Caregivers shared horror stories on their experiences with nursing home facilities with a task force studying issues of quality of care in such facilities.
A lack of accountability and transparency were the two main concerns expressed at the Ohio Governor’s Nursing Home Quality and Accountability Task Force forum held Tuesday at the Wood County Senior Center.
“Being given the opportunity to host this task force is huge,” said Denise Niese, executive director of the Wood County Committee on Aging, “because Northwest Ohio needs to be represented at these listening sessions.”
She said based on the 2020 census, there were 35,000 residents in Wood County over the age of 60.
In Ohio, 2.8 million citizens are over the age of 65 – the sixth largest population in the nation, said Ursel J. McElroy, director of the Ohio Department of Aging.
More than 100 people representing caregivers, residents, nursing facility administrators, and support organizations attended Tuesday’s two-hour discussion.
Gov. Mike DeWine stopped in briefly after his tour of Conneaut Elementary but did not address the crowd.
Small groups discussed the issues of selecting a nursing home, and the admission process, their experiences good or bad with the facility, the transition to care, and engaging the nursing home system which included submitting a complaint.
Dr. John M. Weigand, medical director at the Ohio Department of Health and the Ohio Department of Aging, asked that comments be made on sticky notes so facilitators can see the issues that needed to be addressed.
One woman said the hospital gave her family 24 hours to find a place for her mother, who was 94 at the time, because she could no longer pay for her care.
“It’s a nightmare,” she said.
The nursing home that the family found was grossly understaffed, and the facility was using COVID as an excuse, she said.
“We supplemented their staffing as a family,” she said. “It was horrible.”
Another person said people need to be aware of what insurance will cover and what it won’t and that discharge planning has to start the second your loved one is admitted to a hospital.
An issue heard time and again was how complaints disappeared and the state favored the nursing home and not the residents.
One person said she went through four departments before being able to lodge a complaint.
“I just want to be a daughter,” she said about the process.
“There’s got to be a way for the state to have one place to lodge a complaint,” she said.
If a complaint isn’t charted in the facility, administrators can deny it happened, and the complaint often disappears once an appeal is filed.
A man in the audience said he was told an abuse complaint couldn’t be substantiated, even though he had it on camera.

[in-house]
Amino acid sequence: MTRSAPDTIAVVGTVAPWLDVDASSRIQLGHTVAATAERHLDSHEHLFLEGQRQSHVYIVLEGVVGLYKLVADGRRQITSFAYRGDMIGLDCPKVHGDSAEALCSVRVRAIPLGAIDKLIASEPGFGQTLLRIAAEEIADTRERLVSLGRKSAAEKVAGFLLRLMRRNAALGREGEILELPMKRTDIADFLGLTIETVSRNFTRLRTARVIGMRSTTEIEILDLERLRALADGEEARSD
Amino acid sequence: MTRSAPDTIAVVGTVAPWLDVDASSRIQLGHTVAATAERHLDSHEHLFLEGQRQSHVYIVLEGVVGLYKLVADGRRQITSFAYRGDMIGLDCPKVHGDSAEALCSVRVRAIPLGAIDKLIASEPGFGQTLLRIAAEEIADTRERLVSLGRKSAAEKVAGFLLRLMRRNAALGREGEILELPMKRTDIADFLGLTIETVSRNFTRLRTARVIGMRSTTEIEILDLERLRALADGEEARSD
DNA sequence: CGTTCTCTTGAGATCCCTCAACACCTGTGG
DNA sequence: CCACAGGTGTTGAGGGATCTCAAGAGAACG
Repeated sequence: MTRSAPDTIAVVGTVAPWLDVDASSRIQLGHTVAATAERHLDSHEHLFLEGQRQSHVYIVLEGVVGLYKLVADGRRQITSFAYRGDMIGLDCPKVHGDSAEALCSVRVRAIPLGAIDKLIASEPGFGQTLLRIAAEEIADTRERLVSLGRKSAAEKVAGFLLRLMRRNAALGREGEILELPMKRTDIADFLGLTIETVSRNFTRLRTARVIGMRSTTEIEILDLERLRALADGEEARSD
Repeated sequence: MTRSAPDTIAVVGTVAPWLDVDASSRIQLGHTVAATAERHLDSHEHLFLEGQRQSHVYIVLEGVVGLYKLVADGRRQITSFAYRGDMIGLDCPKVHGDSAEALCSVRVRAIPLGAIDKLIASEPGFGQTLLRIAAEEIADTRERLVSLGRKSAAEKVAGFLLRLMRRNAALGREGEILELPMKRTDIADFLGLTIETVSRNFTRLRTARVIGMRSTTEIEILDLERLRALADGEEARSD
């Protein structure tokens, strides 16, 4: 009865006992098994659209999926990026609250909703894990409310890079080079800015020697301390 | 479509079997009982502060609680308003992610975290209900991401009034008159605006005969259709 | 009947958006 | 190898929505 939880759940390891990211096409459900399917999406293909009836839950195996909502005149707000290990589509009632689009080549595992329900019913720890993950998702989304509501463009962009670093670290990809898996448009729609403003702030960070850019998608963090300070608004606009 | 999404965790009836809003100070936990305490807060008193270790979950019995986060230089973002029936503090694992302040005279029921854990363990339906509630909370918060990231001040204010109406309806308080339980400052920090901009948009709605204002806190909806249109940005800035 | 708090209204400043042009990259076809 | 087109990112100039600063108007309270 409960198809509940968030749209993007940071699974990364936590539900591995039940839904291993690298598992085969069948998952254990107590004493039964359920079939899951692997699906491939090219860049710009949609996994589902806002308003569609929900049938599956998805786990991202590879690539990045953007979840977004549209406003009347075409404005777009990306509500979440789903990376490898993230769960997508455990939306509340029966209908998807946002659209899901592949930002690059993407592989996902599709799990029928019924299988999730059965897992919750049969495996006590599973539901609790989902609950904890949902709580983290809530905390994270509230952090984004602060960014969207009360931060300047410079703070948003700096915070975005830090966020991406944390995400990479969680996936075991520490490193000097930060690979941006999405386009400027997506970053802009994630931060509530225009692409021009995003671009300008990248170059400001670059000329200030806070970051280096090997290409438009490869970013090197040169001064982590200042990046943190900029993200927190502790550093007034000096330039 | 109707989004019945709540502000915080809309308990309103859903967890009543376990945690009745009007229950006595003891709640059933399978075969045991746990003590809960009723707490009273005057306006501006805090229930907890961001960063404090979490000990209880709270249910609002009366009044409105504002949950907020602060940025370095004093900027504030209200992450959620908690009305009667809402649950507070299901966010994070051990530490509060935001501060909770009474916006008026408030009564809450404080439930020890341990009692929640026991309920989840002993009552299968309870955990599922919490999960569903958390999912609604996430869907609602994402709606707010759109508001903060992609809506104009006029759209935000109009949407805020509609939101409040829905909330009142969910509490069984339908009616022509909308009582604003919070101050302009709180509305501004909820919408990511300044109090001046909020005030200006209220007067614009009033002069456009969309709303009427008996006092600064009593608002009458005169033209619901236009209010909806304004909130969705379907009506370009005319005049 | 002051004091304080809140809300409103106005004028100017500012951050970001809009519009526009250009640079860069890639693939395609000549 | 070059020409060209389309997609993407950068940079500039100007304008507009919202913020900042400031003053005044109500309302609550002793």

“I can assure you that we as a task force work very hard to take these insights and put them into an actionable plan,” McElroy said.
After the event, McElroy said that the task force wants to keep residents at the center of its work.
Each time a forum is held, they learn something new, McElroy said, and it is incredible how different these experiences are.
“I always walk away with an ‘oh my, there’s an opportunity,’” she said.
McElroy said she was especially touched by the woman who said she just wanted to be a daughter, not an expert in this.
“There are a lot of people who are hurting right now and we have to operate with a sense of purpose and urgency to address that,” McElroy said.
“The only way to fix the broken nursing home system in our state is to increase care hours, hire more staff, and pay a living wage, and respect staff enough to work with them to create sustainable solutions. The governor’s task force needs to prioritize listening to what the individuals who provide care in Ohio’s nursing homes need now, or our loved one’s care will continue to suffer,” said Becky Williams, president of SEIU 1199 WV/KY/OH.
Union members attended the forum.
There are opportunities to improve efficiency and access, McElroy said.
Niese said the Wood County Committee on Aging does offer assistance for families looking for nursing home care.
The Ohio Department of Aging has a website that shows the ratings of long-term care facilities, she said.
The task force report is due May 26, but the work won’t end there, McElroy said.
“We want them all to be excellent,” she said about care facilities. “We want every resident to be treated with dignity.”
The task force consists of leading experts in aging, long-term care, and other disciplines – as well as long-term care consumers and advocates themselves – appointed by DeWine to study issues surrounding quality of life and quality of care, with a goal of making excellence the expectation for all of Ohio’s 960+ nursing homes.